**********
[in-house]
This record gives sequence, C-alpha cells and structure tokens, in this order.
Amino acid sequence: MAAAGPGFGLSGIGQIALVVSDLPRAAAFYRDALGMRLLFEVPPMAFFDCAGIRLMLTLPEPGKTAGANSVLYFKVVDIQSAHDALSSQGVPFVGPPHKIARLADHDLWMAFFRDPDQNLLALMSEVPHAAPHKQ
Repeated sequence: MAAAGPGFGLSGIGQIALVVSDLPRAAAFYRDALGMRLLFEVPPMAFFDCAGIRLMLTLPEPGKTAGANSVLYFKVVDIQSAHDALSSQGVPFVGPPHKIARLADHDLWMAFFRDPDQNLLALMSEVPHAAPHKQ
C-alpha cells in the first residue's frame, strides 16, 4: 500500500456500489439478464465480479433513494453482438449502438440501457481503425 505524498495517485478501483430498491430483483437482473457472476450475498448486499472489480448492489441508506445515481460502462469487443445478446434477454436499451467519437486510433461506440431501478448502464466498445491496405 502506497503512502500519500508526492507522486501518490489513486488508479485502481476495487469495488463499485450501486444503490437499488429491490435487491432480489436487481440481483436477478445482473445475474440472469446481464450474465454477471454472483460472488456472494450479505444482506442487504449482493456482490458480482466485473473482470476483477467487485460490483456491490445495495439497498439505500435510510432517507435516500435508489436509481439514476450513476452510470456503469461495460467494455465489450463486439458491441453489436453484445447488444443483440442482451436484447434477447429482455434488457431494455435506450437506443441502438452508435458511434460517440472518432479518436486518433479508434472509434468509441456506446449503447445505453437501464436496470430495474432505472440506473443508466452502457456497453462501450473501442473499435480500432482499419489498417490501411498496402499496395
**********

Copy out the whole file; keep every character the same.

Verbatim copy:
[in-house]
This record gives sequence, C-alpha cells and structure tokens, in this order.
Amino acid sequence: MAAAGPGFGLSGIGQIALVVSDLPRAAAFYRDALGMRLLFEVPPMAFFDCAGIRLMLTLPEPGKTAGANSVLYFKVVDIQSAHDALSSQGVPFVGPPHKIARLADHDLWMAFFRDPDQNLLALMSEVPHAAPHKQ
Repeated sequence: MAAAGPGFGLSGIGQIALVVSDLPRAAAFYRDALGMRLLFEVPPMAFFDCAGIRLMLTLPEPGKTAGANSVLYFKVVDIQSAHDALSSQGVPFVGPPHKIARLADHDLWMAFFRDPDQNLLALMSEVPHAAPHKQ
C-alpha cells in the first residue's frame, strides 16, 4: 500500500456500489439478464465480479433513494453482438449502438440501457481503425 505524498495517485478501483430498491430483483437482473457472476450475498448486499472489480448492489441508506445515481460502462469487443445478446434477454436499451467519437486510433461506440431501478448502464466498445491496405 502506497503512502500519500508526492507522486501518490489513486488508479485502481476495487469495488463499485450501486444503490437499488429491490435487491432480489436487481440481483436477478445482473445475474440472469446481464450474465454477471454472483460472488456472494450479505444482506442487504449482493456482490458480482466485473473482470476483477467487485460490483456491490445495495439497498439505500435510510432517507435516500435508489436509481439514476450513476452510470456503469461495460467494455465489450463486439458491441453489436453484445447488444443483440442482451436484447434477447429482455434488457431494455435506450437506443441502438452508435458511434460517440472518432479518436486518433479508434472509434468509441456506446449503447445505453437501464436496470430495474432505472440506473443508466452502457456497453462501450473501442473499435480500432482499419489498417490501411498496402499496395